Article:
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Browse Prior Art Database

Speech-to-Speech Translator for Natural Language

IP.com Disclosure Number: IPCOM000111307D
Original Publication Date: 1994-Feb-01
Included in the Prior Art Database: 2005-Mar-26
Document File: 4 page(s) / 169K

Publishing Venue

IBM

Related People

Sharman, R: AUTHOR

Abstract

A device is proposed which translates a speech act in one language into an equivalent speech act in another language, in real time.

This text was extracted from an ASCII text file.
This is the abbreviated version, containing approximately 38% of the total text.

Speech-to-Speech Translator for Natural Language

      A device is proposed which translates a speech act in one
language into an equivalent speech act in another language, in real
time.

      A person in one country cannot speak to a person in another
country, unless they share a common language.  This restricts the
volume of telephone traffic and the types of services which can be
provided.  A solution is to build a prototype Speech-to-Speech
translator from custom parts, consisting of Speech Recognition,
Translation Manager, and Speech Synthesis components to result in a
sub-optimal communication tool.  An interactive architecture for a
Natural Language (NL) interlingual speech translating tool would
enable the Speech and Translation components to be used in a way
which would make robust, cooperative dialogues possible.

      The market for international telephone calls is large [5], with
increasing traffic taking place across national language boundaries.
The highest traffic loads are only achieved where countries share the
same language (e.g., US-UK, Germany-Austria) or where there are large
populations of emigrant workers (e.g., US-Mexico).  Traffic across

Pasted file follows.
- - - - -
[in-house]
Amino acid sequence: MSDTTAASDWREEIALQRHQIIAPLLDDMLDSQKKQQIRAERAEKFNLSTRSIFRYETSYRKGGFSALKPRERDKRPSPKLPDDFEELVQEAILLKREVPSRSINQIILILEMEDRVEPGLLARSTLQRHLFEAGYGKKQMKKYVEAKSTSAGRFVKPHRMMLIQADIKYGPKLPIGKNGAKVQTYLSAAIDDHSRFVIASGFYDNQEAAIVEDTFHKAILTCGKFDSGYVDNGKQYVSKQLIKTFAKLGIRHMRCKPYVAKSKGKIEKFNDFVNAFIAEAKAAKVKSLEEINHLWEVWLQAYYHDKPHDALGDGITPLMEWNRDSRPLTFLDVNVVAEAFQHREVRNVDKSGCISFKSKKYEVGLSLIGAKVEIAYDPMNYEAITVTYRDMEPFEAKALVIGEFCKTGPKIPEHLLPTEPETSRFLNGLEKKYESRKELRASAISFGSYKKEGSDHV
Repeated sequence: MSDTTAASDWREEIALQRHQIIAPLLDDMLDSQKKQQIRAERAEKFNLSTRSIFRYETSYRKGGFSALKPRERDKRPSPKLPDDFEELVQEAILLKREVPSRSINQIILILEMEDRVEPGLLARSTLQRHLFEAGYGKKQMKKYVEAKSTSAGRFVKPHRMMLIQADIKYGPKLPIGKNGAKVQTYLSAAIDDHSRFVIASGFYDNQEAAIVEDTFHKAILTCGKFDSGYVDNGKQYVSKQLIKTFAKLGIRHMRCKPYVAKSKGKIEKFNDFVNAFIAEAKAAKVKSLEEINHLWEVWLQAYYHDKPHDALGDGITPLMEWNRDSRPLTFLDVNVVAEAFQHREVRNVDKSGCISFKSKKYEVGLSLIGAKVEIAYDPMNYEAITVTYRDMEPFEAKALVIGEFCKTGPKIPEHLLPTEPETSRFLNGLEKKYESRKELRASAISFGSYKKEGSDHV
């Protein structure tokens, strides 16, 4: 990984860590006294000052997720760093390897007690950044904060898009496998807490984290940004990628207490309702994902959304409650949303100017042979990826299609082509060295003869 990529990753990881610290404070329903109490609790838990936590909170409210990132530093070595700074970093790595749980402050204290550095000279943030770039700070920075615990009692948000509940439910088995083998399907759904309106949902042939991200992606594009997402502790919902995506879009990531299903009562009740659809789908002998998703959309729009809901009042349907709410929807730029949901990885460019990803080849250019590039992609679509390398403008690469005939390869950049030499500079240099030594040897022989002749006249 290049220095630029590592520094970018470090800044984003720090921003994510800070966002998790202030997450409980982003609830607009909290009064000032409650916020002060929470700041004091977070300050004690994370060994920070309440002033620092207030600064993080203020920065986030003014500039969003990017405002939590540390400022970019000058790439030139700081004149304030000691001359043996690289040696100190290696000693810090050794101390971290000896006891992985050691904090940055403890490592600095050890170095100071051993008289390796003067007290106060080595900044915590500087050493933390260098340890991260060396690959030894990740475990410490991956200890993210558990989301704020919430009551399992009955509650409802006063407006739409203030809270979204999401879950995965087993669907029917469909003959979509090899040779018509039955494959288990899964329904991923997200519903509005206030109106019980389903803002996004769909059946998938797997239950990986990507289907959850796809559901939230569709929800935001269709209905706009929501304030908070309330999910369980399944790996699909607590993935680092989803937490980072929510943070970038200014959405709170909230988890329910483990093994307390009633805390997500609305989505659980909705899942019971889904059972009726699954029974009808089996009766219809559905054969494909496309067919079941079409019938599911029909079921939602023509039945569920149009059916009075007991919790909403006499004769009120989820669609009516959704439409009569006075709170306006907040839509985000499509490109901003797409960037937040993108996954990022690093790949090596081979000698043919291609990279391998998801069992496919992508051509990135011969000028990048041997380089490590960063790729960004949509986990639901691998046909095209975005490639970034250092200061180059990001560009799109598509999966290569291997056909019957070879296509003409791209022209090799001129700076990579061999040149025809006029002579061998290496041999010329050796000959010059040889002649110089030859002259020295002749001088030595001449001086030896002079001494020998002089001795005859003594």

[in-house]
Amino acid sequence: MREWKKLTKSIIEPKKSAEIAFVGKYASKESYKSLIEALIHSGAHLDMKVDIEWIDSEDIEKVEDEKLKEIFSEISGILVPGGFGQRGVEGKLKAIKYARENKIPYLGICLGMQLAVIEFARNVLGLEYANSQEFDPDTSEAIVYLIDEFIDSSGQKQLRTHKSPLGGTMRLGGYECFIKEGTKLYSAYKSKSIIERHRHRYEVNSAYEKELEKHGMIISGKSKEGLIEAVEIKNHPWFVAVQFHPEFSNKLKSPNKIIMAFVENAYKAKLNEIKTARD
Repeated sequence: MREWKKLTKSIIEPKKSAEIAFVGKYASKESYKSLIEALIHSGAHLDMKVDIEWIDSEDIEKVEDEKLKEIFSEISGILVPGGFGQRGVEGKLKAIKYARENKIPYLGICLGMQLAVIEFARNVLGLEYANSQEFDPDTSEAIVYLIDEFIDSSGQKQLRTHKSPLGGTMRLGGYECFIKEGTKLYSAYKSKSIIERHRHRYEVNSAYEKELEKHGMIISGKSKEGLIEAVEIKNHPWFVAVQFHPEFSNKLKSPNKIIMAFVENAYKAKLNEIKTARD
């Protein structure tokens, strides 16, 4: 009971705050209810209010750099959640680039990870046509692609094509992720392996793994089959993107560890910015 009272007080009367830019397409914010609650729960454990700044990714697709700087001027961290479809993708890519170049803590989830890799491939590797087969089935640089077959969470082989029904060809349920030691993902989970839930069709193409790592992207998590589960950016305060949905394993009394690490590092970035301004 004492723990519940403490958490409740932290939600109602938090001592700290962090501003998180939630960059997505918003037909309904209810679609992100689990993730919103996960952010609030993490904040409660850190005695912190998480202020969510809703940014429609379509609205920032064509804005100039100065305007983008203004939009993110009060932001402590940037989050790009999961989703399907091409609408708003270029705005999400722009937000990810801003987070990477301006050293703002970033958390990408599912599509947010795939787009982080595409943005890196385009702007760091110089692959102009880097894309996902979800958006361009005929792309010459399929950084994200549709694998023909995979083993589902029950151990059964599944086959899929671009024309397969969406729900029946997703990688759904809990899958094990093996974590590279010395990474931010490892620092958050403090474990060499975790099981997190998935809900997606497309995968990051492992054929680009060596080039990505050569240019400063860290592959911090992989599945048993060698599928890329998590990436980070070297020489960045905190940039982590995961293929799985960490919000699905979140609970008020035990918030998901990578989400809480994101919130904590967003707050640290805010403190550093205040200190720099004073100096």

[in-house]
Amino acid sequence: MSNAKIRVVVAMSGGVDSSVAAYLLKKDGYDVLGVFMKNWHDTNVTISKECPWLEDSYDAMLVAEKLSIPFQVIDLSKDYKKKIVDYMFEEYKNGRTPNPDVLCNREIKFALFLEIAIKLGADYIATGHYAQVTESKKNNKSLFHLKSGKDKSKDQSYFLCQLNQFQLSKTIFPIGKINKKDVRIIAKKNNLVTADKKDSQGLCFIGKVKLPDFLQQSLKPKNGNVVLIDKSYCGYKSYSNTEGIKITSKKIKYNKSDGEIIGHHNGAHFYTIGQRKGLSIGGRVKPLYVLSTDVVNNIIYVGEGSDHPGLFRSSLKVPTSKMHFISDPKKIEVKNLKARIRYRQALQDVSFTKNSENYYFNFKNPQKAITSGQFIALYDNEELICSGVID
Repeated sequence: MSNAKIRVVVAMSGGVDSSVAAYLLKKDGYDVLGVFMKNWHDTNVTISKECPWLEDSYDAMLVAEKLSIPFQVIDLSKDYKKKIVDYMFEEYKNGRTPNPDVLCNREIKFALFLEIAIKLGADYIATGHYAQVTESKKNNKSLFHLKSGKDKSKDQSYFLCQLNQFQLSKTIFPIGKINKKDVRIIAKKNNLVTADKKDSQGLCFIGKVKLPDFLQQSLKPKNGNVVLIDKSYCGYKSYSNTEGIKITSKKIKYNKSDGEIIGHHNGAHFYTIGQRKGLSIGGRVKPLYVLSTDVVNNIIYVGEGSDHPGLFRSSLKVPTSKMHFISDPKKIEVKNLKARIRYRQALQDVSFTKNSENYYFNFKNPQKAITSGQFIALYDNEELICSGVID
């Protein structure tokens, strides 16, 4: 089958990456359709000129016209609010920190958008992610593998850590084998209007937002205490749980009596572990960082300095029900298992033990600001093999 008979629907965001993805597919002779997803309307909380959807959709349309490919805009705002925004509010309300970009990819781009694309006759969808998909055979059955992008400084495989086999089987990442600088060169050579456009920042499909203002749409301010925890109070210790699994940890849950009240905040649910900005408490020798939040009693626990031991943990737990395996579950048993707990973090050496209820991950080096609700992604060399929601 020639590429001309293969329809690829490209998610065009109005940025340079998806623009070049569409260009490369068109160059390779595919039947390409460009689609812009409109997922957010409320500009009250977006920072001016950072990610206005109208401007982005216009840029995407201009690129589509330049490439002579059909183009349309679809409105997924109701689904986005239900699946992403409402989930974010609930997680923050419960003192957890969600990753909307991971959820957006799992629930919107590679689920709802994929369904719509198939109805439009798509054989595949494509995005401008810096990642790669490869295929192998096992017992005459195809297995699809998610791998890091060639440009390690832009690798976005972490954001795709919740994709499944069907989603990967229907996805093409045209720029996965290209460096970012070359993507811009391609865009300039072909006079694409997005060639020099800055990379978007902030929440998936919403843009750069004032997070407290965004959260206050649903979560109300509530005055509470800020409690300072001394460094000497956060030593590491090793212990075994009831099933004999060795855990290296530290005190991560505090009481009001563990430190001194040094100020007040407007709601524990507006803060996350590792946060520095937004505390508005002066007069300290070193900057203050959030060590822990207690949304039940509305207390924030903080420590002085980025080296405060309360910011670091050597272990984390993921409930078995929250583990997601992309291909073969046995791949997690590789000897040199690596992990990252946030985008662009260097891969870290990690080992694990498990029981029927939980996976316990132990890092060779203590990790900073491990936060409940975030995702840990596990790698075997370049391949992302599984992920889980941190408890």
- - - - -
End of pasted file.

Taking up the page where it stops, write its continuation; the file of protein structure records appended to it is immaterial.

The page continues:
national boundaries where a language is not shared is much lower.
Telephone interfaces are also undergoing a revolution in the design
of dialogues [1], stratagems and other techniques for achieving
effective communication between human and automatic services [2].
Callers, are becoming more ready to accept automated, or partially
automated, conversations [3], but expect a high level of service from
telephony interfaces for a variety of services [4].  The class of
service proposed is based on existing Speech and Telephony
technologies, which will provide a real-time Speech-to-Speech
translating service for human respondents who do not share the same
Natural Language.  Current solutions for this problem are listed
below:

1.  Restriction to non-native language:  one, or both, parties in the
    conversation uses his/her non-native language and may be
    restricted by fluency in that language.

2.  Use of a bilingual agent: another, third party, person holds the
    conversation for one of the parties.  This may be expensive,
    difficult to arrange, and infringe on confidential or personal
    information.

3.  Restricted service quality: this may be provided by automated
    phone response systems, using DTMF tones or similar to
    communicate information.  This is awkward, limited and requires
    good design of the application dialogues, which does not yet
    exist.

4.  Other methods: alternatives usually involve avoiding
    voice-to-voice contact altogether, for example, by using email,
    FAX, surface mail, etc..  These methods are non-real time, slow
    and not interactive.

      The architecture of a basic system would be as shown in Fig. 1.
The functions could be implemented in the following ways: all local...